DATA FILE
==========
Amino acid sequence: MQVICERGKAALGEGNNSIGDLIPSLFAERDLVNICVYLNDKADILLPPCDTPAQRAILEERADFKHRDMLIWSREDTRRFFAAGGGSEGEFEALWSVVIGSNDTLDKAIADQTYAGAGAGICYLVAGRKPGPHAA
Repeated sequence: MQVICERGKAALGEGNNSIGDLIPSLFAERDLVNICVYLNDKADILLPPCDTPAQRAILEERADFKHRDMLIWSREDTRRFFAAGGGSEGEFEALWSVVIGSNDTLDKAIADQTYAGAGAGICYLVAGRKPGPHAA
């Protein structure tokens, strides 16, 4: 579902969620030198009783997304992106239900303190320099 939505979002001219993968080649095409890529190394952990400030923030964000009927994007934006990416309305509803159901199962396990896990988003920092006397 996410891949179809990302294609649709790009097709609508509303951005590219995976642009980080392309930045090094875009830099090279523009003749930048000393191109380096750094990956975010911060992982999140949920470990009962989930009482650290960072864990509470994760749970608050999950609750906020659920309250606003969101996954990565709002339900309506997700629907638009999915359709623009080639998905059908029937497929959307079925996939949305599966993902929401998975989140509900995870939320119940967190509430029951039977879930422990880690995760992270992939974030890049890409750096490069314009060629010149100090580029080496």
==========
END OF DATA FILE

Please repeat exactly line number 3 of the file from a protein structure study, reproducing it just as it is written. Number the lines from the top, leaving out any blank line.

């Protein structure tokens, strides 16, 4: 579902969620030198009783997304992106239900303190320099 939505979002001219993968080649095409890529190394952990400030923030964000009927994007934006990416309305509803159901199962396990896990988003920092006397 996410891949179809990302294609649709790009097709609508509303951005590219995976642009980080392309930045090094875009830099090279523009003749930048000393191109380096750094990956975010911060992982999140949920470990009962989930009482650290960072864990509470994760749970608050999950609750906020659920309250606003969101996954990565709002339900309506997700629907638009999915359709623009080639998905059908029937497929959307079925996939949305599966993902929401998975989140509900995870939320119940967190509430029951039977879930422990880690995760992270992939974030890049890409750096490069314009060629010149100090580029080496």